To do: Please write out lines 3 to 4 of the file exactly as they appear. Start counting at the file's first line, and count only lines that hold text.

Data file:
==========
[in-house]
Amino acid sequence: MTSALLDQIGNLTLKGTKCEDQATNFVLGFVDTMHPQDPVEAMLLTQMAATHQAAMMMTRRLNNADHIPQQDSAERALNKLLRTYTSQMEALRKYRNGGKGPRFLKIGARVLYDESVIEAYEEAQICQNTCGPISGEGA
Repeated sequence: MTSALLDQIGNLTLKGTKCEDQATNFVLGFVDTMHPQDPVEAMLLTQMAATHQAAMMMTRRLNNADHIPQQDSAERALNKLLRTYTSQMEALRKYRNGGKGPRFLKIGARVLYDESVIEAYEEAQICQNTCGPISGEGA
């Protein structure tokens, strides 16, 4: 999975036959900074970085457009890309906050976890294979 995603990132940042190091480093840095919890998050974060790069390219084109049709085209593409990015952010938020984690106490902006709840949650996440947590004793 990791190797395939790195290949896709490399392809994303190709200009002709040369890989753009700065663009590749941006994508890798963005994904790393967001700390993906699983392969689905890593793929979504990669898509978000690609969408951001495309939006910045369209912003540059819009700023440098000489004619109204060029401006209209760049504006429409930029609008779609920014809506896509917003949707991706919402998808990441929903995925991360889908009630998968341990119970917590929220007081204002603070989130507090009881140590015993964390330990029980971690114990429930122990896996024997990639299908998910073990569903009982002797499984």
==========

Repeated sequence: MTSALLDQIGNLTLKGTKCEDQATNFVLGFVDTMHPQDPVEAMLLTQMAATHQAAMMMTRRLNNADHIPQQDSAERALNKLLRTYTSQMEALRKYRNGGKGPRFLKIGARVLYDESVIEAYEEAQICQNTCGPISGEGA
């Protein structure tokens, strides 16, 4: 999975036959900074970085457009890309906050976890294979 995603990132940042190091480093840095919890998050974060790069390219084109049709085209593409990015952010938020984690106490902006709840949650996440947590004793 990791190797395939790195290949896709490399392809994303190709200009002709040369890989753009700065663009590749941006994508890798963005994904790393967001700390993906699983392969689905890593793929979504990669898509978000690609969408951001495309939006910045369209912003540059819009700023440098000489004619109204060029401006209209760049504006429409930029609008779609920014809506896509917003949707991706919402998808990441929903995925991360889908009630998968341990119970917590929220007081204002603070989130507090009881140590015993964390330990029980971690114990429930122990896996024997990639299908998910073990569903009982002797499984």